When the school administration at York Comprehensive High School in South Carolina insisted that 18-year-old senior Peyton Robinson mustn’t fly his American flag and POW-MIA flag in the bed of his pickup truck, due to “safety concerns,” Peyton was notably bothered.
According to Theblaze.com: “He said, ‘We’re having some issues. Some people were complaining about the flags in your truck,’” Robinson told WBTV-TV. He said the administrator said the flags could “possibly” be offensive, and told Robinson to take them down before coming back on the school grounds.
Peyton went on to explain that at some point Wednesday, a school official unscrewed the bolts that secured the flags to his truck and laid them in the bed “when I wasn’t even there.”
Later that same day, officials conveniently announced that flags such as Robinson’s are safety concerns. Superintendent Vernon Prosser told WSOC-TV the fear is that they could block the view of other drivers and cause a wreck.
As you can imagine, the senior, who himself had family members in the military, was not about to go gently into that good night. ”I was pretty mad,” he told WBTV. “I don’t see how it’s a problem. Nobody has ever complained about it before.”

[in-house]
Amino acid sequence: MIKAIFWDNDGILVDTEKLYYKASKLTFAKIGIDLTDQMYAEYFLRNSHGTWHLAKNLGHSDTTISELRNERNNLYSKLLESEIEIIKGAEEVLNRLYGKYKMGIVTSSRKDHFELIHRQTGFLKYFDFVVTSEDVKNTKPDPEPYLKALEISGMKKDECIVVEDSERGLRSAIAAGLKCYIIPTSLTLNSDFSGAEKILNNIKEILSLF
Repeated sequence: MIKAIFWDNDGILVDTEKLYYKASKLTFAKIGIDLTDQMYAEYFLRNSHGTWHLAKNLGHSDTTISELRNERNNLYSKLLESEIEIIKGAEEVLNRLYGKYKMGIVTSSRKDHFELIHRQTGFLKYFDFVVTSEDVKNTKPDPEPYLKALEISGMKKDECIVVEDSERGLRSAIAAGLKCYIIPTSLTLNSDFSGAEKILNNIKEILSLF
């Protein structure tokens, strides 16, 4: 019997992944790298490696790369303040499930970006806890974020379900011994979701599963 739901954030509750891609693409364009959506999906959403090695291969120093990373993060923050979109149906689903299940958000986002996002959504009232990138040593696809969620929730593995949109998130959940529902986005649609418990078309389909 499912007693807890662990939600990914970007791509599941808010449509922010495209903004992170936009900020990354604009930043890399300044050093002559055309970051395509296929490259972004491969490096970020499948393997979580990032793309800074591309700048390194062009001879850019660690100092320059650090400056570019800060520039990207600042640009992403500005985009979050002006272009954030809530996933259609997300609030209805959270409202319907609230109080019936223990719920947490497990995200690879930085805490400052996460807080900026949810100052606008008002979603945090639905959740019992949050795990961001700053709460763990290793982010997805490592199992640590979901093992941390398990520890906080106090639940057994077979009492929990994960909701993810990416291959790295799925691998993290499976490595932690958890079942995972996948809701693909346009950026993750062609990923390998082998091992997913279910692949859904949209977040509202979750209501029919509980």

“I’d understand if it was the Confederate flag or something that might offend somebody,” he added. “I wouldn’t do that. But an American flag — that’s our country’s flag. I have every right to do it. I don’t see a safety issue. I mean, I understand it’s a big flag — it’s 4 by 6 — but nobody has ever complained about it being in their way or anything.”
So Robinson took to his Facebook page Wednesday and let anybody who would listen know about his gripe, and fellow students quickly rallied to his cause. Later that same day students and parents drove to the school with American flags flying proudly from their vehicles.
“I’ll keep fighting,” Robinson told WSOC Wednesday night. “I’m not letting it go; I won’t go down without a fight.”
The next morning more than 70 vehicles equipped with waving flags pulled into the school parking lot, while a cheering crowd of veterans stood on the roadside applauding and saluting the vehicles as they road by. A simple, yet beautiful, patriotic sight.
Suddenly, Principal Christopher Black, who’d just hours before asked all the those students to remove their flags, seemed to have a change of heart after the powerful display of pride.
“Do [sic] to the outstanding display of patriotism through peaceful demonstration, it is apparent to us that many are not happy about this policy,” the school said in a statement. “School officials have reviewed the standing policy regarding flags and have decided that an exception will be made for the American flag, as long as the size of the flag(s) does not create a driving hazard.”
The state Highway Patrol told WSOC the York students’ flags are legal.
Robinson’s dad told WSOC he’s proud of his son and that he encouraged him to keep flying the flag whatever the rules might say, even if it meant leaving school.